(e) connecting said assembled weather protection system to said structure.
Description
RELATED APPLICATION INFORMATION

This application claims the benefit of U.S. Provisional Patent Application Ser. No. 60/999,031, filed on Oct. 15, 2007, the disclosure of which is incorporated herein by reference in its entirety for all purposes.

FIELD OF THE INVENTION

This invention relates generally to severe weather protection systems; specifically, systems that include clips used to secure fabric over structural elements (e.g., doors, windows, and the like) of a structure to eliminate or at least mitigate damage that might otherwise be caused by high winds, changes in atmospheric pressure, flying debris, and the like.

BACKGROUND OF THE INVENTION

Hurricanes, typhoons, tropical storms, and other forms of severe weather have a devastating effect on the communities they strike. People who live and work in these communities need weather protection systems that effectively protect their homes, businesses, and other structures. A typical prior-art weather protection system includes metal shingles or panels that are placed over structural elements of a home, business, and/or other structure in anticipation of a severe weather event. Such systems are often heavy, cumbersome, and/or difficult to install. In addition, such systems typically require significant storage space.

Existing weather protection systems that use fabric instead of metal sheets or shingles may be somewhat lighter and easier to store than a metal shingle based system. However, such systems suffer from numerous deficiencies. Among others, such systems (1) require pre-formed grommets in the fabric, which can make it difficult to tailor a system to a particular site and/or which may introduce a point of weakness into the system, (2) use a buckle and strap system, in which buckles may loosen and require retightening during a storm, (3) may provide inadequate protection when the system sustains an impact while under a high wind load, (4) may contribute to structural damage when the system becomes subject to negative air pressure, (5) are difficult and time-consuming to customize for a particular site, and/or (6) require a relatively lengthy “lead time” for manufacturing purposes.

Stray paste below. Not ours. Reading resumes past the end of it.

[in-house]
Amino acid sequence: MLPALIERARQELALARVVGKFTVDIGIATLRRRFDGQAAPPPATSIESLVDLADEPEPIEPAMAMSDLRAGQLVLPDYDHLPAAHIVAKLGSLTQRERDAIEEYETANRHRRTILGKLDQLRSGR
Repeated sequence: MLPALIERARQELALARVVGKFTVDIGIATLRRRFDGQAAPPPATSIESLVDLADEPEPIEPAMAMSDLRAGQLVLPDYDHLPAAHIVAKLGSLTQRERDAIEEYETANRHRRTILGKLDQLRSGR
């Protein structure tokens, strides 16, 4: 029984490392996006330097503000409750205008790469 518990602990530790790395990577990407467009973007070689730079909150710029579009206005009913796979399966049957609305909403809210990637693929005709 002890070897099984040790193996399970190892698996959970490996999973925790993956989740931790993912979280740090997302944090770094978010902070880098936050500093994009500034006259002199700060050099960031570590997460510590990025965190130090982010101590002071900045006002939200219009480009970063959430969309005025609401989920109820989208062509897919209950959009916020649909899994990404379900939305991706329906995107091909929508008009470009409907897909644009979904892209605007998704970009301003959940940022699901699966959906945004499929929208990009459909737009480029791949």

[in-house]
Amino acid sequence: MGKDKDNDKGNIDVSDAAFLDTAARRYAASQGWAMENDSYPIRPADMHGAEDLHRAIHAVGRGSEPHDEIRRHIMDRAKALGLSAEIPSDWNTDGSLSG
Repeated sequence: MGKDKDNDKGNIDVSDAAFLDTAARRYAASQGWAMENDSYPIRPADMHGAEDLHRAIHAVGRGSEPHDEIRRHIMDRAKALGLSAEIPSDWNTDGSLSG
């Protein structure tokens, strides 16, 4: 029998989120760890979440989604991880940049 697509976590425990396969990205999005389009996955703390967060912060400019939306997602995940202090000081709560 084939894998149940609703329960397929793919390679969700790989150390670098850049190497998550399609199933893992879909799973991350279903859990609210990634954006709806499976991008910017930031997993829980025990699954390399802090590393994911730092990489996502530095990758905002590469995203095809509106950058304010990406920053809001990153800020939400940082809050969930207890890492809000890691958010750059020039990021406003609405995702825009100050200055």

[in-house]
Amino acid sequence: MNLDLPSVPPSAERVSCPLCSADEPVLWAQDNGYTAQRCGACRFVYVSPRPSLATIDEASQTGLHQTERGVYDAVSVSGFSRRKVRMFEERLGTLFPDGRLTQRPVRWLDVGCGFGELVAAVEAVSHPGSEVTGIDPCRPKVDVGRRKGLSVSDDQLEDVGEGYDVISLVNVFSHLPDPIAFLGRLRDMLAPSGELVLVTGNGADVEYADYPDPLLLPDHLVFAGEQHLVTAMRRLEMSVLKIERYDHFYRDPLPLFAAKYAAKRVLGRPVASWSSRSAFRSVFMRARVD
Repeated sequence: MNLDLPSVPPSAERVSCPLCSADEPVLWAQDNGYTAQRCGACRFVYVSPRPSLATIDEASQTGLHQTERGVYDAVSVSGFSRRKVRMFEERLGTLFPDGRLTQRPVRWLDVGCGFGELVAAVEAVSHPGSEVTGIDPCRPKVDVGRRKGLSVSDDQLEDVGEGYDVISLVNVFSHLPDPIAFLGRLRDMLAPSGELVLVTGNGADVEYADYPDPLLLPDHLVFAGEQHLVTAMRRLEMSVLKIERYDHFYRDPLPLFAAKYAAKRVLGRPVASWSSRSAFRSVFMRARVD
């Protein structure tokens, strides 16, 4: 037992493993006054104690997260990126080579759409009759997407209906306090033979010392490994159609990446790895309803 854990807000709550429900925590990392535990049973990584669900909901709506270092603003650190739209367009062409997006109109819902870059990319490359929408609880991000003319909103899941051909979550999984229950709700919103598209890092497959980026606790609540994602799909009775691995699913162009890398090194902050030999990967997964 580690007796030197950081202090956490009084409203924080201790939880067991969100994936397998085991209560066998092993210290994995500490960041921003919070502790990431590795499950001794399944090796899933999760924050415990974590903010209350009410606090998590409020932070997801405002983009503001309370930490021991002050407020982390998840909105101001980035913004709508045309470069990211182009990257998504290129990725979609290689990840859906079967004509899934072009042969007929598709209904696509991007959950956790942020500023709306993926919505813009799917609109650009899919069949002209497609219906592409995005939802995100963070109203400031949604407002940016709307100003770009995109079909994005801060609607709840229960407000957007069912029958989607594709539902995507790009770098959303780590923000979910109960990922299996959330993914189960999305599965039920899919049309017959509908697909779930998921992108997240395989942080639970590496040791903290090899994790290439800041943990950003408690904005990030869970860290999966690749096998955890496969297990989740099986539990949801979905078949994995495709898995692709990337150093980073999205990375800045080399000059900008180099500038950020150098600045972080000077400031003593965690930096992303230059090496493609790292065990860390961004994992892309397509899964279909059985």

Thus, a need exists for a weather protection system that, (1) is relatively easy to install, (2) is relatively easy to customize for a particular site, (3) provides protection when the system sustains an impact while under a high wind load, (4) resists the forces of negative air pressure, (5) overcomes the deficiencies of prior art systems stemming from the use of a grommet system, (6) is relatively easy to store when not in use, and (7) requires a relatively short “lead time” for manufacturing purposes.

BRIEF SUMMARY OF THE INVENTION

An invention having various embodiments that meet one or more of those needs has now been developed. Embodiments of this invention include weather protection systems, methods of assembling weather protection systems, and methods of installing weather protection systems.

In one aspect, this invention concerns a severe weather protection system comprising, (a) a plurality of clips, each clip comprising a plurality of fastening points and an anchor point, (b) a plurality of fasteners, (c) coated high tenacity nylon fabric, and (d) an anchoring device. In another aspect, this invention concerns a severe weather protection system comprising, (a) a plurality of clips, each clip comprising a plurality of fastening points, an anchor point, and a plurality of resin receptacles, (b) a plurality of fasteners, (c) resin, (d) fabric, and (e) an anchoring device. In yet another aspect, this invention concerns a severe weather protection system comprising, (a) a plurality of clips, each clip comprising a plurality of fastening points, an anchor point, and a plurality of resin receptacles, (b) a plurality of fasteners, (c) resin, (d) coated high tenacity nylon fabric, (e) an anchoring device, and (f) a plurality of straps.